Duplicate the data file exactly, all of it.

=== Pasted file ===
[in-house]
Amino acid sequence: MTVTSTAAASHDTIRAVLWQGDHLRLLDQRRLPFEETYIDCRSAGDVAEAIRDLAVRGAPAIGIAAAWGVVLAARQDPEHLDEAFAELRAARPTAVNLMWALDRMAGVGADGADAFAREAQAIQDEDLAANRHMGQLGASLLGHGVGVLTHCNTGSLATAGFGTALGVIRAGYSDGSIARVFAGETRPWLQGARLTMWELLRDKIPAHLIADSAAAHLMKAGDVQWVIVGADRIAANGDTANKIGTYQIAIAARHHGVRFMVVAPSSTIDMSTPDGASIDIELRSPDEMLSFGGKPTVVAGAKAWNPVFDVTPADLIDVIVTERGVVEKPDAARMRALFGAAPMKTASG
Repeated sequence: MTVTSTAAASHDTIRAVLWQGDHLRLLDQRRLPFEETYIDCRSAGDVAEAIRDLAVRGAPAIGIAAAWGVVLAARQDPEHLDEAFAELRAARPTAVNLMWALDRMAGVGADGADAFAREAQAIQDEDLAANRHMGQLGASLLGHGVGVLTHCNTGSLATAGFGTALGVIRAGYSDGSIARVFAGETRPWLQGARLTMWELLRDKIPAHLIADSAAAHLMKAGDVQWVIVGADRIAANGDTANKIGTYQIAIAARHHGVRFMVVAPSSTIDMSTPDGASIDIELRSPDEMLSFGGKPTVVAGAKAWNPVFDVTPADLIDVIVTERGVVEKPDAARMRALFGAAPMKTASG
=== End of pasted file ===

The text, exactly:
[in-house]
Amino acid sequence: MTVTSTAAASHDTIRAVLWQGDHLRLLDQRRLPFEETYIDCRSAGDVAEAIRDLAVRGAPAIGIAAAWGVVLAARQDPEHLDEAFAELRAARPTAVNLMWALDRMAGVGADGADAFAREAQAIQDEDLAANRHMGQLGASLLGHGVGVLTHCNTGSLATAGFGTALGVIRAGYSDGSIARVFAGETRPWLQGARLTMWELLRDKIPAHLIADSAAAHLMKAGDVQWVIVGADRIAANGDTANKIGTYQIAIAARHHGVRFMVVAPSSTIDMSTPDGASIDIELRSPDEMLSFGGKPTVVAGAKAWNPVFDVTPADLIDVIVTERGVVEKPDAARMRALFGAAPMKTASG
Repeated sequence: MTVTSTAAASHDTIRAVLWQGDHLRLLDQRRLPFEETYIDCRSAGDVAEAIRDLAVRGAPAIGIAAAWGVVLAARQDPEHLDEAFAELRAARPTAVNLMWALDRMAGVGADGADAFAREAQAIQDEDLAANRHMGQLGASLLGHGVGVLTHCNTGSLATAGFGTALGVIRAGYSDGSIARVFAGETRPWLQGARLTMWELLRDKIPAHLIADSAAAHLMKAGDVQWVIVGADRIAANGDTANKIGTYQIAIAARHHGVRFMVVAPSSTIDMSTPDGASIDIELRSPDEMLSFGGKPTVVAGAKAWNPVFDVTPADLIDVIVTERGVVEKPDAARMRALFGAAPMKTASG